Throughout this writing, I resisted offers to go out drinking or play football at the park. As a law student, I am lucky enough to have free time on the weekends, but Monday through Friday I am busy with classwork. Socializing with my friends is an important component of my freedom, and having to choose between spending my limited free time with them or on personal projects like this one is often difficult. If I work at a corporate law firm in two years, billing 1800-2500 hours annually, the choices will only become harder.

If you are like most people in the developed world, you are an employee of someone else, you find much of your job mundane and repetitive, and your work imperfectly aligns with your individual interests. You nonetheless stay at your job for fear that you will otherwise fall into poverty or out of favor with friends and family. In the process, you lose time to spend on activities you find more personally fulfilling - such as reading this essay.

For freedom to mean anything, people must actually have the time to experience it. This is problematic because industrial economies deprive humans of the ability to fully determine how they spend their time. The resultant activities are also not socially optimal: arguably far more labor time today is dedicated to mobile app development than solving global hunger, for example. Absent structural change in employment relations and the utilization of labor, the pursuit of freedom in the Internet Society is necessarily constrained.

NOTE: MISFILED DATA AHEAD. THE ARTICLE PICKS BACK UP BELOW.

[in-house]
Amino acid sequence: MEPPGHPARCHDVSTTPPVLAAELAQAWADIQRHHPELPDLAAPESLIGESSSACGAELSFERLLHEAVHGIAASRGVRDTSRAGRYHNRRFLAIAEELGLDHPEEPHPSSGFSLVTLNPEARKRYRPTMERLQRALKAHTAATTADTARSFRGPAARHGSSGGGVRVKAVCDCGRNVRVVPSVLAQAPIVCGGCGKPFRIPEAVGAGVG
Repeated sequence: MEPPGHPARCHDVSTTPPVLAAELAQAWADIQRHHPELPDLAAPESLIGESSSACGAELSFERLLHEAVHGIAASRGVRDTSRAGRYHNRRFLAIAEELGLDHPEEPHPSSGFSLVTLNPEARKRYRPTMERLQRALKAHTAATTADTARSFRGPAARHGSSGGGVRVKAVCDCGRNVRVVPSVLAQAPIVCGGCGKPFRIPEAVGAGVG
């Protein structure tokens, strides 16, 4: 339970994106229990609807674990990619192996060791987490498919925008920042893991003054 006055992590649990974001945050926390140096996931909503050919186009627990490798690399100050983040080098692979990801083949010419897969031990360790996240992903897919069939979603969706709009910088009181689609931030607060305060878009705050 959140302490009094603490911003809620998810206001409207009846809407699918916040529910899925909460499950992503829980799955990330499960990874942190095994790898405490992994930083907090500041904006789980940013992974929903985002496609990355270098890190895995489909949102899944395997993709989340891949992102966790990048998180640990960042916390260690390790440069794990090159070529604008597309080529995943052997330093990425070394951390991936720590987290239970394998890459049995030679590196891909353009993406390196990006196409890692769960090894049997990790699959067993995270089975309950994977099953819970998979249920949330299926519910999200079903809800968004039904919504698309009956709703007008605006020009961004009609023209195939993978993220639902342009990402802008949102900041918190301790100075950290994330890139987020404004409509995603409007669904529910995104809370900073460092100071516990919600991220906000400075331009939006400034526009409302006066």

On Software & Freedom

You are likely reading this essay without passing through a pay-wall, worrying that a stranger is tracking your behavior on a remote server, or wondering if a corporation or government manipulated the content. Free software is an important component of this essay’s status as an expression of freedom, and I do not intend to fully diminish that reality.

My contention instead is that dedicating social force to free software development is not an optimal use of the limited resources and time available for advocacy. As an example, I consider the once-hyped “One Laptop Per Child” program to be a proven failure and a waste. Simply handing poor children a free software machine does not improve learning outcomes, precisely because it does not alter their surrounding material circumstance.

On the other hand, I expressed my views here despite using a computer lacking RYF certification. I visited Facebook multiple times over the last several hours, perhaps costing me a few minutes of productivity and giving Mr. Zuckerberg fresh log files, but not substantially impeding the creation of this writing. Had I chosen to publish on a proprietary system instead of a TWiki, you the Reader may have sacrificed some privacy, but still could have gained access to this essay with a few dollars or a baseline tolerance for advertisements.

If we are to fight for this, we need to ask the right questions. What is the real difference between this essay and everything in our lives that is not freedom? Is it really the software, or is it something else?



Webs Webs

r24 - 19 Oct 2015 - 18:54:19 - ShayBanerjee